Holiday in Cambodia – No Escape (2015)

Wrong time, wrong place.  So this is about a family that relocates to **undisclosed**, Asia on business.  They never say what country it is per se, but there is one thing that is abundantly clear: this is the Fourth World.  Within a day of getting off the plane, the country revolts in a revolution, making this family need to leave their new home and get out of the country ASAP.  This was one that I was actually on the fence about; it looked like it could be decent, but there was nothing about it that screamed “see it in a theater” to me.  After a favorable review from a trusted critic got my attention, I decided to give it a shot, and I’m glad I took the time.

1One more reason not to vacation in the third world.

Now I don’t want to sell this too strongly, because this isn’t without its flaws, but this movie gave me the same exact feeling of hopeless intensity that Captain Phillips did, which is a very high compliment.  It may go without saying, but the Best Picture nominee does have a leg up on No Escape, but it’s in the same ballpark.  It’s harrowing, and once it starts, it is unrelenting, never slowing down to let you catch your breath.  It doesn’t take a long time to get rolling, either; it takes thirty minutes for the first night to wrap up, and then immediately thereafter, the revolution rears its ugly head.  It moves quickly, and you get glimpses of horrendous things happening, but it never rests the camera upon it too long because they have to keep moving for safety’s sake.  All the actors turn in good work, and Owen Wilson does a really good job of selling the danger, which is a nice change of pace from his career of playing the comedic straight man.  Also turning in a solid performance is Pierce Brosnon in a helpful and memorable supporting role.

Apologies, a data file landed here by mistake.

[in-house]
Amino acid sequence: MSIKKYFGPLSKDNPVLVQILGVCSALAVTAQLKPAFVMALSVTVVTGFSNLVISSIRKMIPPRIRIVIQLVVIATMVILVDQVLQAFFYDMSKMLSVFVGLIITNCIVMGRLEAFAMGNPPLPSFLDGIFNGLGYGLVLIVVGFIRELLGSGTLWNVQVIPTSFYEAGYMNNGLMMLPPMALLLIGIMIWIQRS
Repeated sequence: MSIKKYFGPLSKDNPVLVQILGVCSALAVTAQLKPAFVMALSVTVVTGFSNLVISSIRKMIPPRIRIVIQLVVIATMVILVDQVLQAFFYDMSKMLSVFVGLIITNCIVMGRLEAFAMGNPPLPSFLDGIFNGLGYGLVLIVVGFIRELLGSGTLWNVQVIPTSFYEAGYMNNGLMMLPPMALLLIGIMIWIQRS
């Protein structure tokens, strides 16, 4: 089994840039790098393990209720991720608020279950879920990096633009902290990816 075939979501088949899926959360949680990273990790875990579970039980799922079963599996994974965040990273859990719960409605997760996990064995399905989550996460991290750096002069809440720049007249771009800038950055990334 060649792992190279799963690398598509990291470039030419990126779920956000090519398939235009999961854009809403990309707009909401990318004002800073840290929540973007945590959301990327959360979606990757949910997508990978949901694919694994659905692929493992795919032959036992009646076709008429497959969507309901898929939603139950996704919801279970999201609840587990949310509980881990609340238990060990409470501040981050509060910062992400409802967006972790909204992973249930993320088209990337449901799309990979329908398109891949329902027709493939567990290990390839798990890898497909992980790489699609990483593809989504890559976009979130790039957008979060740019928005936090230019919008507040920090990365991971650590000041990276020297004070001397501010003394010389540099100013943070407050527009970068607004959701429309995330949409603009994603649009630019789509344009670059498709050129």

brosnanI love how he is always playing a retired James Bond at this point in his career, regardless of his character name.

This is worthwhile, but as previously stated, it has flaws.  For one thing, it’s kind of a cheap move to not name the country; sure, you can deduce what country it probably is from context clues, and while I do understand that they did that for country relation’s sake, it’s a toothless move in an otherwise ballsy film.  Also, while all of the actors do a good job of selling it, nobody is written to have a whole lot of depth.  I know that is due to how action driven this is, but it could have added to the overall effectiveness if it had present.  Still, there is enough here for me to give this a solid recommendation.  Check it out.

No Escape ****

– Critic for Hire

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